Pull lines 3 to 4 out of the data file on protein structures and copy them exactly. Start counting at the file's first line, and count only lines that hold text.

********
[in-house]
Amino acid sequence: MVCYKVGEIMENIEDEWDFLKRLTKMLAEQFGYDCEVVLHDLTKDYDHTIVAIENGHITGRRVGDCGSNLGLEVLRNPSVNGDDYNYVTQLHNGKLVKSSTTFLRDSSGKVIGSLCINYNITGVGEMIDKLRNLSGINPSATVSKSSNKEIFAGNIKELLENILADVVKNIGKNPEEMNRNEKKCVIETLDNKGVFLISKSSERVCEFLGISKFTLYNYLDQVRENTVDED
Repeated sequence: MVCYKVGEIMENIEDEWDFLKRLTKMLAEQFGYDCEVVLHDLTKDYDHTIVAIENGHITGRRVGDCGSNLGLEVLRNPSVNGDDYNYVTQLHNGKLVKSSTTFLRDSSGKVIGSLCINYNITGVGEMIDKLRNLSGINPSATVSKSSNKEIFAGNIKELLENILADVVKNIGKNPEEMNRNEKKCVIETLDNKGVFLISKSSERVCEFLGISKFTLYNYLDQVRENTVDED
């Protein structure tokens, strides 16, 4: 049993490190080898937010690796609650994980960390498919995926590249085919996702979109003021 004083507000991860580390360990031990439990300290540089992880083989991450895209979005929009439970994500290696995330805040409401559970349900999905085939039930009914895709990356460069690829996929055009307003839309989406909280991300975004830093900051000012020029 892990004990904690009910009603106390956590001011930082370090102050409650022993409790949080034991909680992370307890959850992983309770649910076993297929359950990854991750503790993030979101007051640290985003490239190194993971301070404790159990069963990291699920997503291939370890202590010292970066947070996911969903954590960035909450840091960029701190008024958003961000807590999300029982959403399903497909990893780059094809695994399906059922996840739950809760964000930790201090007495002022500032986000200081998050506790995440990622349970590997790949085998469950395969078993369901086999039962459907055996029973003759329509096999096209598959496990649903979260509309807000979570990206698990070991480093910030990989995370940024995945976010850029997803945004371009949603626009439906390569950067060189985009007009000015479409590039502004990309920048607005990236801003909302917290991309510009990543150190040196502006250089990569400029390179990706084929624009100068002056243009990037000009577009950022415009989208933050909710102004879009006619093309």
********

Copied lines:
Repeated sequence: MVCYKVGEIMENIEDEWDFLKRLTKMLAEQFGYDCEVVLHDLTKDYDHTIVAIENGHITGRRVGDCGSNLGLEVLRNPSVNGDDYNYVTQLHNGKLVKSSTTFLRDSSGKVIGSLCINYNITGVGEMIDKLRNLSGINPSATVSKSSNKEIFAGNIKELLENILADVVKNIGKNPEEMNRNEKKCVIETLDNKGVFLISKSSERVCEFLGISKFTLYNYLDQVRENTVDED
């Protein structure tokens, strides 16, 4: 049993490190080898937010690796609650994980960390498919995926590249085919996702979109003021 004083507000991860580390360990031990439990300290540089992880083989991450895209979005929009439970994500290696995330805040409401559970349900999905085939039930009914895709990356460069690829996929055009307003839309989406909280991300975004830093900051000012020029 892990004990904690009910009603106390956590001011930082370090102050409650022993409790949080034991909680992370307890959850992983309770649910076993297929359950990854991750503790993030979101007051640290985003490239190194993971301070404790159990069963990291699920997503291939370890202590010292970066947070996911969903954590960035909450840091960029701190008024958003961000807590999300029982959403399903497909990893780059094809695994399906059922996840739950809760964000930790201090007495002022500032986000200081998050506790995440990622349970590997790949085998469950395969078993369901086999039962459907055996029973003759329509096999096209598959496990649903979260509309807000979570990206698990070991480093910030990989995370940024995945976010850029997803945004371009949603626009439906390569950067060189985009007009000015479409590039502004990309920048607005990236801003909302917290991309510009990543150190040196502006250089990569400029390179990706084929624009100068002056243009990037000009577009950022415009989208933050909710102004879009006619093309």